Local authorities might be attracted to consider arrangements for the provision of utility services by the prospect of savings which might be made. However, resources would be needed for the delivery of any such arrangements. The local authorities would therefore need to assess the scope comprehensively to identify what resources would be needed and how it will make the required resources available.
A local authority might decide that it needs to involve external service providers and product suppliers to enable them to deliver particular arrangements. It will be important for it to identify and comply with any legal requirements associated with this. It is likely that any such requirements will need to be procured in compliance with relevant public procurement legislation unless contracts are below the threshold at which the legislation applies or are covered by exclusions. Procurement obligations could have a significant impact on the resources and timescales required to introduce particular arrangements, so it is important that local authorities should take account of this and plan accordingly from the outset of considering particular initiatives.
Some local authorities might consider that they would gain advantages and achieve more effective arrangements if they work together on particular initiatives. They would need to be clear about the basis on which they would be doing this and the process they would need to follow in order to put such arrangements in place. For example, would one authority be delegating functions to another or awarding a contract to it? Would the authorities intend to establish a new separate entity such as a company?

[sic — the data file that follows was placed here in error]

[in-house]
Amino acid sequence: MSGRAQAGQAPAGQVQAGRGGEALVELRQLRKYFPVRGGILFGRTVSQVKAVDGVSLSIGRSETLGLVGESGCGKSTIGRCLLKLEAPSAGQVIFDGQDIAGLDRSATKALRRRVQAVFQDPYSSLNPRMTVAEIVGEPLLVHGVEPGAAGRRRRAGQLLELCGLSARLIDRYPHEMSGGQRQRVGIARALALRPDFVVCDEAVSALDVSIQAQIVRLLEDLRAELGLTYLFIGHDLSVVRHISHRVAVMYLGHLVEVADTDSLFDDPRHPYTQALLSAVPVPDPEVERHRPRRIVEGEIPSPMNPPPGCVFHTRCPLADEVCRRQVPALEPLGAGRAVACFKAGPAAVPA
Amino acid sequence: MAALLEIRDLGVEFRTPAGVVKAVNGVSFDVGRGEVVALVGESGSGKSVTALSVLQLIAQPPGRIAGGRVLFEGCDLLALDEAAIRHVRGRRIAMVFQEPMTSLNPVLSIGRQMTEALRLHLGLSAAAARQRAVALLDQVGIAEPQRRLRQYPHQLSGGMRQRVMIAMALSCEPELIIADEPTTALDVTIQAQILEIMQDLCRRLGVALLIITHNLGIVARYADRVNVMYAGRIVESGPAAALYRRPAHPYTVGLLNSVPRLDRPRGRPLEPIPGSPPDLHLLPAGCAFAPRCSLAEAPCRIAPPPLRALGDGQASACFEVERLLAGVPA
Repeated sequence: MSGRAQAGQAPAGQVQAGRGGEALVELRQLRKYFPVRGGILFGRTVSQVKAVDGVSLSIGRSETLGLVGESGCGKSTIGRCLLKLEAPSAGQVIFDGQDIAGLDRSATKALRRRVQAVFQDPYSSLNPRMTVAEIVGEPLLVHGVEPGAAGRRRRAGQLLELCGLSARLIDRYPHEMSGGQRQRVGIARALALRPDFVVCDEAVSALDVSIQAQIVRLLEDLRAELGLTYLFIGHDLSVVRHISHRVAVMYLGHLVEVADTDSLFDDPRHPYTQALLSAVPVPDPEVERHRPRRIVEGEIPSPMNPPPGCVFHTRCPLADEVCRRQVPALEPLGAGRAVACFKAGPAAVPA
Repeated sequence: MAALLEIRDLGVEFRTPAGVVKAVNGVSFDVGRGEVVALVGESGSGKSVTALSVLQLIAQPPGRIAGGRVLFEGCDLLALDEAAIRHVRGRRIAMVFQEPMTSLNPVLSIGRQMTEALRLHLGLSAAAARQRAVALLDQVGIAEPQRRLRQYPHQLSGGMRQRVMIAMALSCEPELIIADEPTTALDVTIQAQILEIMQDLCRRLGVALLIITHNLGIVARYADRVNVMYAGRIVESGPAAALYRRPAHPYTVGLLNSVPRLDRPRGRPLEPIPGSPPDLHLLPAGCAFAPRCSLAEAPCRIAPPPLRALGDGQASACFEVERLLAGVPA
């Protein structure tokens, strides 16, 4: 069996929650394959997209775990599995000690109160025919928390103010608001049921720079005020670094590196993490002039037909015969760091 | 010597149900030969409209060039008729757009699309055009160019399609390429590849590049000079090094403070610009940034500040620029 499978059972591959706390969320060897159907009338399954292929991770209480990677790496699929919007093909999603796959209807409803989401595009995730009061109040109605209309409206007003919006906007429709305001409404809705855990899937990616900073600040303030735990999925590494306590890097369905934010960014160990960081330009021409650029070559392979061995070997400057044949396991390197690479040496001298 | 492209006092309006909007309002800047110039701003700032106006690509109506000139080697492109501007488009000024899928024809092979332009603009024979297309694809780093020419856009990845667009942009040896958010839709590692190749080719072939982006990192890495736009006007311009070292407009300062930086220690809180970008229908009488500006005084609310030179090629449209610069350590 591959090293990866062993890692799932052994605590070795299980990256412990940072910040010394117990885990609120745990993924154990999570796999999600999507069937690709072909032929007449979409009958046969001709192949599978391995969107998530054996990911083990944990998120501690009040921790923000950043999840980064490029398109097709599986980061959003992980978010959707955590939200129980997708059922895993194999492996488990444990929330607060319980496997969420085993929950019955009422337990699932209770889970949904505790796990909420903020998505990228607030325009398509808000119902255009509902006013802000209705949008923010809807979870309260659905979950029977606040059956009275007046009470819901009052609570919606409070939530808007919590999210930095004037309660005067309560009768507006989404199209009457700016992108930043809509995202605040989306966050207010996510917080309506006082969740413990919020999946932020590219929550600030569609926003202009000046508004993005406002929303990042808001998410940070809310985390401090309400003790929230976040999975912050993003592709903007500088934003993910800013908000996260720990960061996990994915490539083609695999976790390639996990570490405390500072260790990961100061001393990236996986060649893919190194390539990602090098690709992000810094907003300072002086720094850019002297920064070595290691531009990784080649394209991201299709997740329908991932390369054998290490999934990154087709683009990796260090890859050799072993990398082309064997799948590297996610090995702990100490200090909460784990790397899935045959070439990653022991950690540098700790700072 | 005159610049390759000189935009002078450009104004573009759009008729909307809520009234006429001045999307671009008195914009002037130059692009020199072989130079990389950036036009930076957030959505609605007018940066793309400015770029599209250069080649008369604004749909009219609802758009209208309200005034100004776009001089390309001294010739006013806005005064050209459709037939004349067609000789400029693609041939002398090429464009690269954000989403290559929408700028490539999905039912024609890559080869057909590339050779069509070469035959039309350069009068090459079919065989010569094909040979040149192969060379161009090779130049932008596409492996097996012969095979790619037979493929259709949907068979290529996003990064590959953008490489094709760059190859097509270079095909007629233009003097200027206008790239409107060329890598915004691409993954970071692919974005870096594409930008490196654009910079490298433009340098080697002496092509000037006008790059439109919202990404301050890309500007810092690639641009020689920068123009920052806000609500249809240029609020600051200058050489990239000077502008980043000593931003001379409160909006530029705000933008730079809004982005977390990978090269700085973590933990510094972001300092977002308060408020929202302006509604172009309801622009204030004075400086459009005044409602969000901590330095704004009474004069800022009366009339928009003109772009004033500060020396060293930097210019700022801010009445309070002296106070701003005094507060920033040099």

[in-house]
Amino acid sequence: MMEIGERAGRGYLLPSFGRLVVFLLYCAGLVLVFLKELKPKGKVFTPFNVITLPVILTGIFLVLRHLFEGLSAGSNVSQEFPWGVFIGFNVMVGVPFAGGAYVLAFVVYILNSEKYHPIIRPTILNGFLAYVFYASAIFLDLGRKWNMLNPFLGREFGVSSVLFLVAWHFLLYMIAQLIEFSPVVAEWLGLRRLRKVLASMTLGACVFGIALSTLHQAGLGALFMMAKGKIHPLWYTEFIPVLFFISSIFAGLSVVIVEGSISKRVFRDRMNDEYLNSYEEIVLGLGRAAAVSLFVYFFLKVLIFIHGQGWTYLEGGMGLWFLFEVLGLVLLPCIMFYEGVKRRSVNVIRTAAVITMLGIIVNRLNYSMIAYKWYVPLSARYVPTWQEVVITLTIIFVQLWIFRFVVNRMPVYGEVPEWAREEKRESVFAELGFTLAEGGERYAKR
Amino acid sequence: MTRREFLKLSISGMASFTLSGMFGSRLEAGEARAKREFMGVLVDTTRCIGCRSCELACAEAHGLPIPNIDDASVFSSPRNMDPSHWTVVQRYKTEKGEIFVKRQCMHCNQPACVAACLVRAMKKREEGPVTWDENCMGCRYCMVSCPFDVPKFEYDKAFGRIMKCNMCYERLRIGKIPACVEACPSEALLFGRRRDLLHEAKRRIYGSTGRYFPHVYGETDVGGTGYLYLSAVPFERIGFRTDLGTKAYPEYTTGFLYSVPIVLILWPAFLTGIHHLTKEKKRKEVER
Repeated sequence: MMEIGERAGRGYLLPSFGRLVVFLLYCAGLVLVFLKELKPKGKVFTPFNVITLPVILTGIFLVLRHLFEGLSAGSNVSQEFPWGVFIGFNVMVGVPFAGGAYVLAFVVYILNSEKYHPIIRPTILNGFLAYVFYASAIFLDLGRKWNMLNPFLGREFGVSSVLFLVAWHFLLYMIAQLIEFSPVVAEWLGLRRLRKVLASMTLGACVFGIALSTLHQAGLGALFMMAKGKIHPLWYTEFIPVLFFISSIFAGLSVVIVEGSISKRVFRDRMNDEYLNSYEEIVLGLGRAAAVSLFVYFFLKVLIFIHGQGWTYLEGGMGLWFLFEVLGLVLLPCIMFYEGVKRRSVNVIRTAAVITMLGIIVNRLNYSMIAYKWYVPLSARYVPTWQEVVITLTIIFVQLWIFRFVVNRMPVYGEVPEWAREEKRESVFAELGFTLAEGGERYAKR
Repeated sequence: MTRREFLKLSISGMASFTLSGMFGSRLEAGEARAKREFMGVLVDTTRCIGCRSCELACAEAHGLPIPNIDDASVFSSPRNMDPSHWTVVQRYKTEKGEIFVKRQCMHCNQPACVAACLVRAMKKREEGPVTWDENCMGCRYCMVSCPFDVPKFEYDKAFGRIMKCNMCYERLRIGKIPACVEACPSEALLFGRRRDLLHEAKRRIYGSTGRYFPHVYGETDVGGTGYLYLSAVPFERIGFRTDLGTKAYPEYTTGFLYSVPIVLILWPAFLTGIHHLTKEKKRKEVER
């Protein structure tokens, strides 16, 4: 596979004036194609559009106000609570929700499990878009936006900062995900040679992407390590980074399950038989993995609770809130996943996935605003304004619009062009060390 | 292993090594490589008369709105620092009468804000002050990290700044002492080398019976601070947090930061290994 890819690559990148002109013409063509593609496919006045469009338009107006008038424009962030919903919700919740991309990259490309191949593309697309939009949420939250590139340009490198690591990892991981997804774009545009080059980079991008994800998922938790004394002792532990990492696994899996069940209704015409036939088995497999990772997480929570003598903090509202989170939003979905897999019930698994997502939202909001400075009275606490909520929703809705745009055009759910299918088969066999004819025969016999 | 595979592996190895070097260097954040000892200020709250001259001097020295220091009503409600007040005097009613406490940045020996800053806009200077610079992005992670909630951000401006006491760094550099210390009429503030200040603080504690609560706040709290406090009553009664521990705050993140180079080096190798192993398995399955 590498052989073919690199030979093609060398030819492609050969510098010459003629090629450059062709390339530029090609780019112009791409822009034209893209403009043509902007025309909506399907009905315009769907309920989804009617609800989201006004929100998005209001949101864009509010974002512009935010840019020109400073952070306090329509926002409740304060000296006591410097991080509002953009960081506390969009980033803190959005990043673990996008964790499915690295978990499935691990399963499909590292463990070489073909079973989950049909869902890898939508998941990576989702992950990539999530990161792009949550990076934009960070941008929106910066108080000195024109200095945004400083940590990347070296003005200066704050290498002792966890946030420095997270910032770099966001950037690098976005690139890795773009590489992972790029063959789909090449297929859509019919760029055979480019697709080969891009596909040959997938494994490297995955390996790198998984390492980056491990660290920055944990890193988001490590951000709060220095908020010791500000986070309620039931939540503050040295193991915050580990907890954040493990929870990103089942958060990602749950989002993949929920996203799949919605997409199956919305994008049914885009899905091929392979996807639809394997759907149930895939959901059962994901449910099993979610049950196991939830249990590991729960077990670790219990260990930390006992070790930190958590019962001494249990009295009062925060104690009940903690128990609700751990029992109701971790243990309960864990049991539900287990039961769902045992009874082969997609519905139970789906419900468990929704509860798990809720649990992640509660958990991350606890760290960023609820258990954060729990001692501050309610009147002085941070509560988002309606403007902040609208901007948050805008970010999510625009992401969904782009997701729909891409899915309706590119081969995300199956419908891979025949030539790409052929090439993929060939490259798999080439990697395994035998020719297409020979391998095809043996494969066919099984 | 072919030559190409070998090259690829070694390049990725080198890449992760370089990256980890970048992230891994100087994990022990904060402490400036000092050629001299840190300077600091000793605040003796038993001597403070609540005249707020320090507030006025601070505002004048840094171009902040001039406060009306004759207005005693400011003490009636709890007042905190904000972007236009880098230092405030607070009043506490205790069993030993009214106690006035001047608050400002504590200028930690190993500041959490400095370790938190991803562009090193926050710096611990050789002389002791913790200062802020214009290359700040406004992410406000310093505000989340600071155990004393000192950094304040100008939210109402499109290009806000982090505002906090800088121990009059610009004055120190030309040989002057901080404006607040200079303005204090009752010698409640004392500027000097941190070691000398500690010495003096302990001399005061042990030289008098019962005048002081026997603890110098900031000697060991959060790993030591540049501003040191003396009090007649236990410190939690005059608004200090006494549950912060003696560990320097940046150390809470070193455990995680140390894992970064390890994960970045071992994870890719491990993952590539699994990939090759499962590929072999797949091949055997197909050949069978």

Each local authority would need to be satisfied that it would be acting within its powers in making any such arrangements and complying with any legal obligations, including any statutory requirements and any requirements within its own constitution.
It can be seen then that there will be a range of important issues for a local authority to address before it pursues arrangements to become involved in the delivery of utility services. It will therefore be of fundamental importance for any local authority to identify at the outset its purpose and objectives and to establish a business case to confirm that the proposed arrangements have the potential to meet the purpose and objectives.
A business case should set out the objectives, provide details of the resources required, assess the risks involved and how these could be addressed, identify any legal obligations and how the local authority would ensure that it complies with them, and identify the expected outcomes. An effective business case can be an effective tool in helping a local authority to take a reasonable decision as to whether it would be appropriate to proceed with proposed arrangements, as well as a useful source of reference when the local authority plans and implements arrangements.
Conversely, if a local authority enters into arrangements without giving adequate attention to its purpose and objectives and the legal basis for achieving these, it could put itself at risk of failing to address important issues and to comply with legal requirements.
Tiffany Cloynes is partner and head of the regeneration and public services team in England for Geldards